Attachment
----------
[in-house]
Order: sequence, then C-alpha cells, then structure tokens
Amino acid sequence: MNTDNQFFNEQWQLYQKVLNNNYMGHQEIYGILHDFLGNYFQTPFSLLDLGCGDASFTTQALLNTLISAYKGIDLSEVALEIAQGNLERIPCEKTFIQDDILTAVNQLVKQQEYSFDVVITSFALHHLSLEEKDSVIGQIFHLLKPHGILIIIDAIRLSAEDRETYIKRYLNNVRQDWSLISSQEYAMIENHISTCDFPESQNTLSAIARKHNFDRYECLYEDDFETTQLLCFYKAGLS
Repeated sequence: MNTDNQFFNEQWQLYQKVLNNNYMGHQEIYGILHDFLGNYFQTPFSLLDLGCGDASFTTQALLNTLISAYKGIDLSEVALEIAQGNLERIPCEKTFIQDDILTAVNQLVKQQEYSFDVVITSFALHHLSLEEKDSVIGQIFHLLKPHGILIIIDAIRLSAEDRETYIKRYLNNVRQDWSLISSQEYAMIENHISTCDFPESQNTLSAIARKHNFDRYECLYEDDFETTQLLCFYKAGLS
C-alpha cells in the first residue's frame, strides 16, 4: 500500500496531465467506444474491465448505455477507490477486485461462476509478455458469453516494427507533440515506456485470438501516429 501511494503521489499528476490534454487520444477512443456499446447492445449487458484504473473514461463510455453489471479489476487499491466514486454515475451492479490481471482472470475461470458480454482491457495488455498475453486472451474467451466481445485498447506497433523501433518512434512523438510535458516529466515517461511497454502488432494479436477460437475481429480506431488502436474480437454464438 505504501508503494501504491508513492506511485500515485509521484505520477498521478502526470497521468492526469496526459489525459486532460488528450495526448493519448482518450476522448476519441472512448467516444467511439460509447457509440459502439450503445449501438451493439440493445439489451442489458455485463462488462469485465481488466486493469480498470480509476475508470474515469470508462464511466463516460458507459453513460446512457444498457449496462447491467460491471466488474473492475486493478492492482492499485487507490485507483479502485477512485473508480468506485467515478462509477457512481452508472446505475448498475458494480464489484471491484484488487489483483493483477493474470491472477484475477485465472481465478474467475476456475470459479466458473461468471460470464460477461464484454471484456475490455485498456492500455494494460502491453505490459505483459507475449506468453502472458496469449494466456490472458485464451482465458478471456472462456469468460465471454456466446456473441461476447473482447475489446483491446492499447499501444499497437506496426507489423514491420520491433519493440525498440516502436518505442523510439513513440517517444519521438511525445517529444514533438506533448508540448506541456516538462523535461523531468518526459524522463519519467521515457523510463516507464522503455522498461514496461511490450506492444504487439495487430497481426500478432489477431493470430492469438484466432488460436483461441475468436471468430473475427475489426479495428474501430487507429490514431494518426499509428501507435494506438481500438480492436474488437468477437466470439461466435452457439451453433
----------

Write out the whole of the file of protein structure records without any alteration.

[in-house]
Order: sequence, then C-alpha cells, then structure tokens
Amino acid sequence: MNTDNQFFNEQWQLYQKVLNNNYMGHQEIYGILHDFLGNYFQTPFSLLDLGCGDASFTTQALLNTLISAYKGIDLSEVALEIAQGNLERIPCEKTFIQDDILTAVNQLVKQQEYSFDVVITSFALHHLSLEEKDSVIGQIFHLLKPHGILIIIDAIRLSAEDRETYIKRYLNNVRQDWSLISSQEYAMIENHISTCDFPESQNTLSAIARKHNFDRYECLYEDDFETTQLLCFYKAGLS
Repeated sequence: MNTDNQFFNEQWQLYQKVLNNNYMGHQEIYGILHDFLGNYFQTPFSLLDLGCGDASFTTQALLNTLISAYKGIDLSEVALEIAQGNLERIPCEKTFIQDDILTAVNQLVKQQEYSFDVVITSFALHHLSLEEKDSVIGQIFHLLKPHGILIIIDAIRLSAEDRETYIKRYLNNVRQDWSLISSQEYAMIENHISTCDFPESQNTLSAIARKHNFDRYECLYEDDFETTQLLCFYKAGLS
C-alpha cells in the first residue's frame, strides 16, 4: 500500500496531465467506444474491465448505455477507490477486485461462476509478455458469453516494427507533440515506456485470438501516429 501511494503521489499528476490534454487520444477512443456499446447492445449487458484504473473514461463510455453489471479489476487499491466514486454515475451492479490481471482472470475461470458480454482491457495488455498475453486472451474467451466481445485498447506497433523501433518512434512523438510535458516529466515517461511497454502488432494479436477460437475481429480506431488502436474480437454464438 505504501508503494501504491508513492506511485500515485509521484505520477498521478502526470497521468492526469496526459489525459486532460488528450495526448493519448482518450476522448476519441472512448467516444467511439460509447457509440459502439450503445449501438451493439440493445439489451442489458455485463462488462469485465481488466486493469480498470480509476475508470474515469470508462464511466463516460458507459453513460446512457444498457449496462447491467460491471466488474473492475486493478492492482492499485487507490485507483479502485477512485473508480468506485467515478462509477457512481452508472446505475448498475458494480464489484471491484484488487489483483493483477493474470491472477484475477485465472481465478474467475476456475470459479466458473461468471460470464460477461464484454471484456475490455485498456492500455494494460502491453505490459505483459507475449506468453502472458496469449494466456490472458485464451482465458478471456472462456469468460465471454456466446456473441461476447473482447475489446483491446492499447499501444499497437506496426507489423514491420520491433519493440525498440516502436518505442523510439513513440517517444519521438511525445517529444514533438506533448508540448506541456516538462523535461523531468518526459524522463519519467521515457523510463516507464522503455522498461514496461511490450506492444504487439495487430497481426500478432489477431493470430492469438484466432488460436483461441475468436471468430473475427475489426479495428474501430487507429490514431494518426499509428501507435494506438481500438480492436474488437468477437466470439461466435452457439451453433